It’s Friday night. You’re either getting home from work or getting ready for a night on the town. And for us here at BME the end of Friday means it’s time for the weekly news roundup for you to read over the weekend until we’re back on Monday with more posts. Without any further ado, let’s begin.
A lot of ModBlog attention in the past year has been on a couple of Russian suspension teams that are constantly pushing the limits of suspensions. Well this week it was an American who made headlines by setting the record for highest suspension ever. Zane Whitmore, with the help of a team of professionals including Allen Falkner, took to the air, suspended from a hot air balloon.
Zane Whitmore’s weekend was probably more painful than yours. On Saturday, this Seattle man spent nearly 75 minutes hooked to a hot air balloon 2,800 feet above the ground — and those hooks went through pierced holes in his back. Whitmore, 34, practices the ritual of human suspension. Rather than focusing on being in pain, he said he spent most of the time thinking about how fortunate he was to be having the experience. “I was mentally prepared for it so I was really just concentrating on the sensation of flying,” Whitmore told AOL Weird News. “I was having a blast.”
The stunt was filmed for “Feet Off the Ground,” a documentary about practitioners of human suspension. But Whitmore said he would have done it whether or not the cameras were rolling. “The reward is largely mental,” he said. “When your mind’s state is altered I think the way you perceive the world around you changes a bit.” According to Cory Devine of Precarious Egg, the company producing the documentary, Whitmore reached a height of nearly 11,000 feet above sea level. He wore a harness attached to his waist in the event his skin were to tear. He added, “It was a unique way to view the wildlife, that’s for sure.” For sure.
Our friends over at Hooklife had the opportunity to hear from Allen about his part in the suspension.
“So how high are we?” “You see those mountain peaks? They are 11,000 feet.” “That’s sea level right? How high are we above the ground?” “3,800 feet” I leaned out of the basket with camera in hand. “Hey Zane, we just topped 3,800 feet. How are you feeling?” “Amazing!!!!!!” Personally I wish it was me hanging below the basket, but being asked to pierce and rig this suspension was still a pretty amazing experience.
Just so we’re clear, this wasn’t meant to be a challenge to anyone to top this feat. Allen and the rest of the crew are some of the top practitioners in the world, and even they had to differ to a stunt coordinator, as well as work with the hot air balloon company. So as groundbreaking as this is, please don’t even think about attempting to recreate this, as this was probably one of the most dangerous suspensions I’ve ever seen.
However, Zane’s suspension wasn’t the only one in the news this week. To see what other suspension made headlines, you’ll have to continue on with the rest of the news.
As I was saying, the hot air balloon suspension wasn’t the only headline making story in the news. Alice Newstead in partnership with Shark Savers and the Sea Shepherd Conservation Society took to the streets of Hong Kong to protest the killing of sharks for profit, such as selling the fins for shark fin soup.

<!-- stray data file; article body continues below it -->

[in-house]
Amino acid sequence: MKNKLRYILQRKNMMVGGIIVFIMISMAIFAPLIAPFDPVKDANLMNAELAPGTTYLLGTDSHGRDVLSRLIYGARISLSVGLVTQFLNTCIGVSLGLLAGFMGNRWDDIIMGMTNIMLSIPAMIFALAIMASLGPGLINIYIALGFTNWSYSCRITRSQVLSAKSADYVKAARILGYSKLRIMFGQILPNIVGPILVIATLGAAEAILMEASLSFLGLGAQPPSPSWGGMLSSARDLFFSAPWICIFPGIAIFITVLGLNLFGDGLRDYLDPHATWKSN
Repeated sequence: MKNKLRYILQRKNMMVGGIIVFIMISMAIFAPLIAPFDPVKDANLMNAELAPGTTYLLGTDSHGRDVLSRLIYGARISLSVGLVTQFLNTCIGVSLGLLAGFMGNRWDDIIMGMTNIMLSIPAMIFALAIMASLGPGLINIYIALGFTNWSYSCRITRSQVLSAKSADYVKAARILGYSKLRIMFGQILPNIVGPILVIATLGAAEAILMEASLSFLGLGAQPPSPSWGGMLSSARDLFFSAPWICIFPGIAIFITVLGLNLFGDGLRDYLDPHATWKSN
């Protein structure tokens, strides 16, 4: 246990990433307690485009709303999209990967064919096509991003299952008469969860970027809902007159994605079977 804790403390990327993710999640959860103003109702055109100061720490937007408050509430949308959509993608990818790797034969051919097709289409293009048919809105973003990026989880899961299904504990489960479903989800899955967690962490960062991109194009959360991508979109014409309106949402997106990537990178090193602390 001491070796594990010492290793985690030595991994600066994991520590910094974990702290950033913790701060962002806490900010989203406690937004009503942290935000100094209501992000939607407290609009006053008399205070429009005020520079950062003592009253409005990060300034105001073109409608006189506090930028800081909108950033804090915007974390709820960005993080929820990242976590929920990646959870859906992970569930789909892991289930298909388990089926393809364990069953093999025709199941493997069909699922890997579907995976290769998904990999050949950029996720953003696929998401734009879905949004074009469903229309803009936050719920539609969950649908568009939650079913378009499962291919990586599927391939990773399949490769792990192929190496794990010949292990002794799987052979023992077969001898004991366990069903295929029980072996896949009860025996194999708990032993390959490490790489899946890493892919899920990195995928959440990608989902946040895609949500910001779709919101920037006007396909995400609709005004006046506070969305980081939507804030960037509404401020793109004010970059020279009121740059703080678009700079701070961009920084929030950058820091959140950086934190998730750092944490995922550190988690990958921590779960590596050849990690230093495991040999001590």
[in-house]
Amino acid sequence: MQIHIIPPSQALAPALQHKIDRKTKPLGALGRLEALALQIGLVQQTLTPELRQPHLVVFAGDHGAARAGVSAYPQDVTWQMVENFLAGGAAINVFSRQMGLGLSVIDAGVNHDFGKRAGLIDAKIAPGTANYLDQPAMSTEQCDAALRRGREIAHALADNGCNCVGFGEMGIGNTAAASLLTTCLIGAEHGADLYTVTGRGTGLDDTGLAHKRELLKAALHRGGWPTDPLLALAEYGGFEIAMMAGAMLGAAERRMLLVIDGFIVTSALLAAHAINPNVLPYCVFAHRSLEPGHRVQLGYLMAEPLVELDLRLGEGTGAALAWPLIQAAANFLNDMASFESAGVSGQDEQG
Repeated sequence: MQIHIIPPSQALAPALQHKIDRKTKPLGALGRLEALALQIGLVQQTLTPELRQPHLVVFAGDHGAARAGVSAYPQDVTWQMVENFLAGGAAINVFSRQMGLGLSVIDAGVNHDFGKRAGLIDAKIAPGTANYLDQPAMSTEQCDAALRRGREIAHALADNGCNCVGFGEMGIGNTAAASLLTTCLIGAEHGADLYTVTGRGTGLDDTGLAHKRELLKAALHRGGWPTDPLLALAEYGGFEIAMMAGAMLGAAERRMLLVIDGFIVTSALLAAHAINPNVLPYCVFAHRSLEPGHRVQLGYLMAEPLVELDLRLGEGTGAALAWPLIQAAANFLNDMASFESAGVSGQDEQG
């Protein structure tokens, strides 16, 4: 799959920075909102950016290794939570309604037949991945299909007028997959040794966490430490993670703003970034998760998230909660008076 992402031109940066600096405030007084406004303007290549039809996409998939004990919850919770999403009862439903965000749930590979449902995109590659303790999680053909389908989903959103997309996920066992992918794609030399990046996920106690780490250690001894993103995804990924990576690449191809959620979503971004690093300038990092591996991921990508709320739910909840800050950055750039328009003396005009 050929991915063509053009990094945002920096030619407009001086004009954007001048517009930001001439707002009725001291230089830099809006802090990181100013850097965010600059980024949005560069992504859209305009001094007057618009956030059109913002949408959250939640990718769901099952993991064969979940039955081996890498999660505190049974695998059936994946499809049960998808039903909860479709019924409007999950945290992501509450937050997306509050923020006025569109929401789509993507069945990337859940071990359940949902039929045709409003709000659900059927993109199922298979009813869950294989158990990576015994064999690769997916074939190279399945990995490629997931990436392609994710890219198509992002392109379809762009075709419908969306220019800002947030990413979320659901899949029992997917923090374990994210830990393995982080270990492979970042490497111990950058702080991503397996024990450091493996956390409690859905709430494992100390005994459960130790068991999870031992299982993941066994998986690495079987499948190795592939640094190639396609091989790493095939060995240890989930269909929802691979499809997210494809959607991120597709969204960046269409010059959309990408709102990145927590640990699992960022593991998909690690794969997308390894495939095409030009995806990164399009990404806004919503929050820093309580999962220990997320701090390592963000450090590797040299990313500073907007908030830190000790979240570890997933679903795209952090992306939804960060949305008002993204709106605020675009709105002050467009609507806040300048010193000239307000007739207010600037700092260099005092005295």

The dramatic demonstration was part of a campaign to urge the Hong Kong government to stamp out shark fin soup. Role-playing as a “live shark”, Artist Alice Newstead had her skin pierced with hooks, and hung suspended from scaffolding in an arts centre courtyard. The 20-minute body suspension was a dramatic illustration of how sharks are caught on longlines to be killed for their fins. “The ones that I used today are actually shark hooks that have had the barbs removed and have been sterilised. And I feel shark finning is a really barbaric practice. If it takes doing something a bit drastic to get people to notice it, then it’s absolutely worth it,” said Alice Newstead, a performance artist & Lush employee.
The campaign is a joint effort by British cosmetics company Lush and marine conservation group Shark Savers. They are asking the public to sign postcards to the Hong Kong government, urging it to ban shark fin consumption, trade and sales in the city.
While we’re on the subject of metal piercing flesh, there were a couple of piercing related stories this week as well.
You may recall from a few months back that a woman was arrested for piercing kittens and selling them as “Goth Kittens“. She appealed and this week her appeal was rejected.
‘Metal protruded from the kittens’ small bodies, pierced through their ears and necks, and at least one of these kittens also had an elastic band tied around its tail, an attempt at docking, which is a procedure to stem the blood flow so that the tail eventually falls off,’ Judge Kate Ford Elliott wrote in a 19-page opinion. Crawford, who had offered the kittens for US$100 (S$124), was exposed after an investigator for People for the Ethical Treatment of Animals (Peta) posed as a customer and met her in 2008. She was reported to the authorities and the kittens were seized. In April last year, the groomer was sentenced to six months of home detention and electronic monitoring. Crawford, who was described as having ‘several facial piercings’ herself and being ‘enthusiastic about piercing’, admitted to performing the kitten piercings herself without anaesthetic, though she did treat the kittens with antiseptic after the procedure.